Grandfather, Granddaughter March for the Living
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Grandfather, Granddaughter March for the Living

Hershel Greenblat and Erin Boynton traveled to Poland and Israel take part in the March of the Living.

Hershel Greenblat and granddaughter Erin Boynton at Auschwitz on the day of the March of the Living.  
Hershel Greenblat and granddaughter Erin Boynton at Auschwitz on the day of the March of the Living.  

Hershel Greenblat celebrated his 82nd birthday in Israel this spring, joyfully hoisted on a chair by a group of students. It was one of the memories that the Holocaust survivor from Atlanta will never forget while on this year’s March of the Living Southern Region program from April 16-30, accompanied by his 35-year-old granddaughter, Erin Boynton, who lives in Charleston.

The March of the Living is an annual educational and experiential program for youth and adults that begins in Poland and ends in Israel. In Poland, participants visit places such as Krakow and Majdanek, where Jews once lived, as well as Holocaust sites such as the Auschwitz–Birkenau and Treblinka concentration camps, and the Lodz Cemetery and Ghetto. In Israel, the itinerary included not only historic destinations and opportunities for shopping in the shuk, but the observance of Yom HaZikaron (Israel’s Memorial Day) and this year the celebration of the historic 75th anniversary of Israel Independence Day (Yom HaAtzmaut).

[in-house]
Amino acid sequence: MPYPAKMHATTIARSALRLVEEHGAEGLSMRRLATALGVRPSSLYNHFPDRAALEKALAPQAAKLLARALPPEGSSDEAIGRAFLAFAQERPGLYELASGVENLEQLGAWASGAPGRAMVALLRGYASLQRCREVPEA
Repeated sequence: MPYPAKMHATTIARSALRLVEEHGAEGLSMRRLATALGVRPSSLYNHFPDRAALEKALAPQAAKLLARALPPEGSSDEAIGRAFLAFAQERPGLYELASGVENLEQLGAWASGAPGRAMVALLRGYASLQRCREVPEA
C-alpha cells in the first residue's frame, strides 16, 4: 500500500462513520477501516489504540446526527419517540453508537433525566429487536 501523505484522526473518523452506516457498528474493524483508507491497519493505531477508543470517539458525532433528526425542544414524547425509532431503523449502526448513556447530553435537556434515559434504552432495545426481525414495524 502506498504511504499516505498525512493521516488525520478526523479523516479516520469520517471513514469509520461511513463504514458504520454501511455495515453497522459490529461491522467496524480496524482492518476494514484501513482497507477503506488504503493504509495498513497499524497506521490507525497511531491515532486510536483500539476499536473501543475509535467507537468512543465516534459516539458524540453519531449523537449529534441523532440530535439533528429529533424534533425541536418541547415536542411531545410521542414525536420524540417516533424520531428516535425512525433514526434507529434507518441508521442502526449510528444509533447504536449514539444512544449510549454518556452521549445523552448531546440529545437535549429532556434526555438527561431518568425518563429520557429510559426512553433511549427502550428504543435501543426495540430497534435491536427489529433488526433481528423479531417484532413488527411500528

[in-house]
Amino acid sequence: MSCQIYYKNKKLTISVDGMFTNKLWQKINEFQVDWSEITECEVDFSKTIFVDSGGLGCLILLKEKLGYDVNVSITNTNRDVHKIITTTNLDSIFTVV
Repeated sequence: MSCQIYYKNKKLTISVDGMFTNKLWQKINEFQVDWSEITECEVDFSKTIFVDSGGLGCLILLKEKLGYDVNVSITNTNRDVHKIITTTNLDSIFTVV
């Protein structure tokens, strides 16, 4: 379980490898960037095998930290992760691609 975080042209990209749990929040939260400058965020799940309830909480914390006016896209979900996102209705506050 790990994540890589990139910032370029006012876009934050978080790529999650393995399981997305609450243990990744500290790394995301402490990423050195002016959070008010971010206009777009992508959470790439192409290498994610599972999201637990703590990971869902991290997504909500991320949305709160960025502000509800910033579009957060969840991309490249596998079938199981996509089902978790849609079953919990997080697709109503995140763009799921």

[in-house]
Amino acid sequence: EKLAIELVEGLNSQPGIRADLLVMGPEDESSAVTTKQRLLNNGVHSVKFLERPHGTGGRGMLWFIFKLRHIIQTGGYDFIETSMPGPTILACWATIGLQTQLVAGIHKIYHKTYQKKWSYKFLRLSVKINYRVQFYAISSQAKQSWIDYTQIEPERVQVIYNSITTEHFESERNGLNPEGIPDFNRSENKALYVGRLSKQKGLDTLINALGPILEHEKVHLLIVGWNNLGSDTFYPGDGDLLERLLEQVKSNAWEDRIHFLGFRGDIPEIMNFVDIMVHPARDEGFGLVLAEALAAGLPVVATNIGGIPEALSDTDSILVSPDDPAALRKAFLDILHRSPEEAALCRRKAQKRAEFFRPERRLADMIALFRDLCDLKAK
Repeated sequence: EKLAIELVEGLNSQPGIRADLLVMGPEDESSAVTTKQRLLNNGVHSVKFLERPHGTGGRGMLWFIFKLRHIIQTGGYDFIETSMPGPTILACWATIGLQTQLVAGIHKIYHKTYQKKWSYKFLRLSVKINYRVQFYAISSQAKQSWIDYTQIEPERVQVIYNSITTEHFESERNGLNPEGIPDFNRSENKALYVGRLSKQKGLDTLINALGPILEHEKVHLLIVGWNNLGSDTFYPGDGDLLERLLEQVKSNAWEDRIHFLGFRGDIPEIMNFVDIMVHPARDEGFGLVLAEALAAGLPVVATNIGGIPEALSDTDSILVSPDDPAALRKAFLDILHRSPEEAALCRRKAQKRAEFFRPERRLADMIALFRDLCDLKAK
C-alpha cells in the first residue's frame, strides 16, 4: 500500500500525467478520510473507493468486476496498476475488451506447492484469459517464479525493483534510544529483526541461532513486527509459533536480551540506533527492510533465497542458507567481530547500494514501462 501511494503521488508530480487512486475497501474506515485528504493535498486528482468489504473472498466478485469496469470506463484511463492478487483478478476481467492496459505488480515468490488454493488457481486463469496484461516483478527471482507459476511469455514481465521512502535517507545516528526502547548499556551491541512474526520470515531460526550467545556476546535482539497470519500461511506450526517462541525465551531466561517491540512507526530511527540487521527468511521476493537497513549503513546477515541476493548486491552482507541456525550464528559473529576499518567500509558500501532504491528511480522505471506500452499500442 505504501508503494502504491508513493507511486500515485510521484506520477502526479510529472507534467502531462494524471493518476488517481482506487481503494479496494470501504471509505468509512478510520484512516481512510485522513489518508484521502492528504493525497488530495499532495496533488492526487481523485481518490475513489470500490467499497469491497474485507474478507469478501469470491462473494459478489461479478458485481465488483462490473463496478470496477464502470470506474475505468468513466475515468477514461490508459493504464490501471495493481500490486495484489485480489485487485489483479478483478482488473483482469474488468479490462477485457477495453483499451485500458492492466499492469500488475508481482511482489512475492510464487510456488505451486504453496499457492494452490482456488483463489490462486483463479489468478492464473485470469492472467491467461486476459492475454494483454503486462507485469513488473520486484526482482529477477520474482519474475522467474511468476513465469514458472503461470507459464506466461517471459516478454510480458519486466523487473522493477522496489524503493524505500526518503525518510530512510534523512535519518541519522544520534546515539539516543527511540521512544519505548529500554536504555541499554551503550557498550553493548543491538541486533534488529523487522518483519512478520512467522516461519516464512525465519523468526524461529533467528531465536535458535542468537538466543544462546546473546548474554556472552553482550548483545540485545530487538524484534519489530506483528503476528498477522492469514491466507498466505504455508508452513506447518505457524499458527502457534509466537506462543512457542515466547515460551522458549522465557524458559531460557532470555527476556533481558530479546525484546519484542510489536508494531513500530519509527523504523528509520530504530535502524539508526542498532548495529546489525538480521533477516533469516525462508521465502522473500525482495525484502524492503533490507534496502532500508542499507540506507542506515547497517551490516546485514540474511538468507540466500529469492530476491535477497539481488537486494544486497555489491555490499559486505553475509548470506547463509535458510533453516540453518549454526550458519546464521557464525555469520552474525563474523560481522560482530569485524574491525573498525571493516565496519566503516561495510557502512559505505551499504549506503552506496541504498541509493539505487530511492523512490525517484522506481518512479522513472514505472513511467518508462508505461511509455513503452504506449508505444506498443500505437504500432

Greenblat’s own Holocaust survival story is unique. Greenblat was born in a cave in what is now Ukraine, where his parents, along with a number of other Jewish individuals, families and resisters, hid to escape the invading Nazis. At one point, Greenblat’s parents had to leave baby Hershel (Grischa, as he was called then) in the care of others in the cave for several weeks to seek medical care for his mother who was wounded by shrapnel when she was outside of the cave for a short time.

Despite many hardships, the family reunited, and all survived the war. Later, two sisters were born. After the war, the family lived in displaced persons camps in Austria and eventually came to the United States, arriving in Atlanta in 1950.

A tireless and passionate speaker, Greenblat shares his story at schools all around Georgia and other states in the spirit of educating students about the horrors of the Holocaust and the dangers of not knowing the history.

Hershel looking for family members’ names in the Book of Names at Auschwitz.

He and Erin had planned to take the March of the Living trip together in 2020, but it was canceled due to COVID until this year. With the 80th anniversary of the liberation of Auschwitz and the 75th anniversary of the establishment of the State of Israel, it was a momentous time to go.

In Poland, the trip proved very emotional. At Auschwitz, Greenblat described looking among the books containing four million names of Jews who had perished, hoping to find the names of his own family members. He found the names of his paternal grandparents, Gedalia and Ethel, but didn’t have time to find those on his mother’s side.